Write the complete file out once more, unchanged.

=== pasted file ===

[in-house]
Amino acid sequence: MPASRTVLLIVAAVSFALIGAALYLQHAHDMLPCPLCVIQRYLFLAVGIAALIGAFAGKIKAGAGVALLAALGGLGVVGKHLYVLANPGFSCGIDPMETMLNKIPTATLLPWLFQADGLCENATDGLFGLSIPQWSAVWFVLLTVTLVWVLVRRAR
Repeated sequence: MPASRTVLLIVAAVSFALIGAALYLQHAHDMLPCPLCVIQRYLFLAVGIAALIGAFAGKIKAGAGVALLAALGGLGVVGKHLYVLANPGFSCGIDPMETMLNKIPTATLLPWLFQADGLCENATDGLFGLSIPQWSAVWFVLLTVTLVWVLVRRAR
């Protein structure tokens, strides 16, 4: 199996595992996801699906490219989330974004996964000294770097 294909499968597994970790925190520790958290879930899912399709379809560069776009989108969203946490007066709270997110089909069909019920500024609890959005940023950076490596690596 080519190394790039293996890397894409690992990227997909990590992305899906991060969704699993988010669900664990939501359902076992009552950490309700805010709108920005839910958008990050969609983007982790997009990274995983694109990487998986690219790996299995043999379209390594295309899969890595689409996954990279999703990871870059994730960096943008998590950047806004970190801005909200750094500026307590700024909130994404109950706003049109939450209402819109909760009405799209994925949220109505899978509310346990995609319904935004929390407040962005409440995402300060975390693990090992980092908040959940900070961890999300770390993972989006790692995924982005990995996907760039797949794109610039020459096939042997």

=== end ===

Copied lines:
[in-house]
Amino acid sequence: MPASRTVLLIVAAVSFALIGAALYLQHAHDMLPCPLCVIQRYLFLAVGIAALIGAFAGKIKAGAGVALLAALGGLGVVGKHLYVLANPGFSCGIDPMETMLNKIPTATLLPWLFQADGLCENATDGLFGLSIPQWSAVWFVLLTVTLVWVLVRRAR
Repeated sequence: MPASRTVLLIVAAVSFALIGAALYLQHAHDMLPCPLCVIQRYLFLAVGIAALIGAFAGKIKAGAGVALLAALGGLGVVGKHLYVLANPGFSCGIDPMETMLNKIPTATLLPWLFQADGLCENATDGLFGLSIPQWSAVWFVLLTVTLVWVLVRRAR
């Protein structure tokens, strides 16, 4: 199996595992996801699906490219989330974004996964000294770097 294909499968597994970790925190520790958290879930899912399709379809560069776009989108969203946490007066709270997110089909069909019920500024609890959005940023950076490596690596 080519190394790039293996890397894409690992990227997909990590992305899906991060969704699993988010669900664990939501359902076992009552950490309700805010709108920005839910958008990050969609983007982790997009990274995983694109990487998986690219790996299995043999379209390594295309899969890595689409996954990279999703990871870059994730960096943008998590950047806004970190801005909200750094500026307590700024909130994404109950706003049109939450209402819109909760009405799209994925949220109505899978509310346990995609319904935004929390407040962005409440995402300060975390693990090992980092908040959940900070961890999300770390993972989006790692995924982005990995996907760039797949794109610039020459096939042997």